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Have You Seen These KaizenBiz Posts?

Some of you may know that I lead a chat on Twitter called #KaizenBiz (It used to be called #KaizenBlog). But if you didn’t know, let me introduce you…

What is KaizenBiz?

In brief, we discuss (yes, in only 140 characters) various business topics every Friday at 5pm GMT/12pm ET/9am PT. This worldwide chat uses the concept of Kaizen while exploring business ideas. The mission of chat is to apply critical thinking to various business topics, enhance our skills and deepen our self-understanding. We do this within a community that enjoys connecting with one another through conversation online and off.

Come over and visit

These are our most recent posts so please read and share your perspective:

Please read, comment and join us on Fridays at 12pm ET on Twitter. If you would like an idea of what the conversation is like, here is the transcript from this past Friday’s discussion, “Why Doesn’t Everyone Have Effective Teamwork?” I hope you’ll join us soon!



Has Social Media Killed the Art Of Conversation-#kaizenblog recap

You hear a lot of complaining about how people’s writing skills have been ruined by texting or tweeting. But what about the art ofSocial Media and Art of Conversation conversation? What is the effect of social media on our ability to actually converse and connect with one another verbally?

Essentially the art of conversation is simply and easily talking with anyone about anything while projecting confidence and friendliness. Someone who is adept at the art of conversation also uses active listening skills so the conversation follows an arc as subjects are introduced and talked about.

The three stages to the Art of Conversation are:

1. Small talk-weather, location, event..basically anything that joins two or more people into the actual conversation

2. Subject matter-this is the business part of the conversation. There is more depth here as people explore a topic or the purpose of the conversation

3. Closure-the topic is wrapped up and people end the conversation in a smooth way that could include thanking one another for the conversation and even a goodbye

Since the #kaizenblog chat happens on Twitter, social media plays an important role for all of us who participate. In past conversations, participants have talked about developing relationships which would imply that conversations are taking place. But…what kind of conversations? Have we interrupted the process with limited space or speed or what?  You can read the transcript here Transcript for #kaizenblog – HasSocMedKilledArtofConvo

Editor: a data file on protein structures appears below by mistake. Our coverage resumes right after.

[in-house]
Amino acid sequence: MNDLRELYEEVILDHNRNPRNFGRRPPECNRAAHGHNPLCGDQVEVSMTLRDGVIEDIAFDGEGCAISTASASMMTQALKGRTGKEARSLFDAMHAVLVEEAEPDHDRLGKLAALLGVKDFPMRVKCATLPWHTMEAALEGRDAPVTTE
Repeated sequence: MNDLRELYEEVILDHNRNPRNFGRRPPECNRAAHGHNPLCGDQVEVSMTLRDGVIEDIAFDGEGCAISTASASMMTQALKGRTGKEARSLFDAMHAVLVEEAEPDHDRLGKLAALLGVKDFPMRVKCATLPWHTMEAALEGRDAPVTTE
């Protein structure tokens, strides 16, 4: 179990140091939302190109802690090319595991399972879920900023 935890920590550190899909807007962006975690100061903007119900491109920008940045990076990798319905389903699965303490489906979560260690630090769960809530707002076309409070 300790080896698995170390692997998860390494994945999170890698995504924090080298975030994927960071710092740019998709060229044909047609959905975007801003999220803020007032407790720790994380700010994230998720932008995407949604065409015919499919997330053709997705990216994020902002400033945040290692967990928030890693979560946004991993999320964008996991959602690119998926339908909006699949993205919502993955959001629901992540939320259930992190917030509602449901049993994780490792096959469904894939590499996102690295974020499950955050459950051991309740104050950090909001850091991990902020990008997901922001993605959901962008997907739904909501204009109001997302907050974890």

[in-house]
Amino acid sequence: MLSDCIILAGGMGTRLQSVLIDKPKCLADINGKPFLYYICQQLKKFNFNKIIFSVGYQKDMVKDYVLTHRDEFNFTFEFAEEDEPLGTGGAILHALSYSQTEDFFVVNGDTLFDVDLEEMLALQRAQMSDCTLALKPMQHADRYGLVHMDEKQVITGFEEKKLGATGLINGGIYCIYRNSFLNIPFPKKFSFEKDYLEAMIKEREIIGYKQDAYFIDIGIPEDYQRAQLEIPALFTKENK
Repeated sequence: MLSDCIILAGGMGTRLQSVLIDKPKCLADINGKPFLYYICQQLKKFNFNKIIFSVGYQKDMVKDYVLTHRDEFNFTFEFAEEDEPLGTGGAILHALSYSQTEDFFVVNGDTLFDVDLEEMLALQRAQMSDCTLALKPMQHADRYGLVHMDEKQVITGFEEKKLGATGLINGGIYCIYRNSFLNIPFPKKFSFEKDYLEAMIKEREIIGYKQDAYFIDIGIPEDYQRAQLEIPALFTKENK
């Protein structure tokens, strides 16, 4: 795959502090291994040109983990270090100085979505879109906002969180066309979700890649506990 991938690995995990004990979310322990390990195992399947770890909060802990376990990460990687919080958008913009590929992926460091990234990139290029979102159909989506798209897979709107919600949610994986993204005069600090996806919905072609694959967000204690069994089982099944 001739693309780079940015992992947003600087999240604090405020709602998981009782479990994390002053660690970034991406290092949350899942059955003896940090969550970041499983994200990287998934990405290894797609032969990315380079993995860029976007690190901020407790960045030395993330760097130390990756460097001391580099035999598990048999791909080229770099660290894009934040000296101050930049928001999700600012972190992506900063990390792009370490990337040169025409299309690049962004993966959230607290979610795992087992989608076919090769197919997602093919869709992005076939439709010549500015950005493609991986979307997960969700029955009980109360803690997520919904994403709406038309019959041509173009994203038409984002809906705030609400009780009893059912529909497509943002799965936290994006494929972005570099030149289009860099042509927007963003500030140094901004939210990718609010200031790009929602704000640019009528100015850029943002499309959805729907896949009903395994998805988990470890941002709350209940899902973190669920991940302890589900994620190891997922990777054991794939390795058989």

Ironically, during the chat, we noticed that Twitter and other applications (e.g. HootSuite, Tweetchat) were acting strangely so there were aborted tweets that somehow got published or simply had to be re-typed until they were successfully sent.

As our usual wont, we opened with a basic question so we could use a common definition. How would you describe the art of conversation? There are concerns that we’re less civil, more informal or even more likely to skip the first stage. Any of these are possible due to the thought that they are not important. And, possibly the biggest challenge to a conversation is feeling like there is enough time to fully engage in the topic together.

  • Laura Crum “A1: the art of conversation used to be fluid, pretty and intricate”
  • Parissa Behnia “A1: The art is understanding that there are many textures. sometimes it’s in listening & sometimes in 2 way exchange”
  • Richard Winter “A1: Being able to convey a message or position people see in their minds through the words you use”
  • Bruno Coehlo “A1 The art of Conversation is about listening, understanding and sharing. Hint: the order matters”
  • Michael Benidt “A1: Conversation has to include respect – someone has to be as interested in you, as you are in them”

Given the concerns about how conversation has become truncated, where does social media fit in? What is the intersection between social media and conversation?

  • Parissa Behnia “A2: SM is enhancement so I don’t see it as intersection so much as wonderful support to the right behaviors we should be doing”
  • Torrey McGraw “A2: Success lies in adding value. Thus more will be willing to drive down your street”
  • ASQ Baton Rouge 1521 “Q2: SM intersects w/ conversation when relationships are built. Genuine thought and opinion vs. announcements”
  • Ken Rosen “I think Ppl DO value artful comments & elevate those who are capable. But aesthetic changing. W/ SM as a force of change no doubt”
  • Suzanna Stinnett “A2 The intersection of SM and conversation is your brain. You choose who you follow and how you interact”
  • Amber Cleveland “A2. The intersection is us…people. Social media, traditional media, phone calls, emails, tweets…all intersect at people”

The conversation has some interested side threads about spelling, grammar and how people use social media in a way that would be very obnoxious if we were in-person. One thread even touched on how words are used and whether or not poetry can exist on sites like Twitter. Perhaps, at times, the conversation got a little myopic and the comments were centered more on Twitter use.

This seemed to open the conversation for the next question. How would you describe the effects of social media on conversation?

  • Amy Canada “…#SocialMedia is only a conversation for those who use it to converse (2 ways). Broadcasting is not conversation”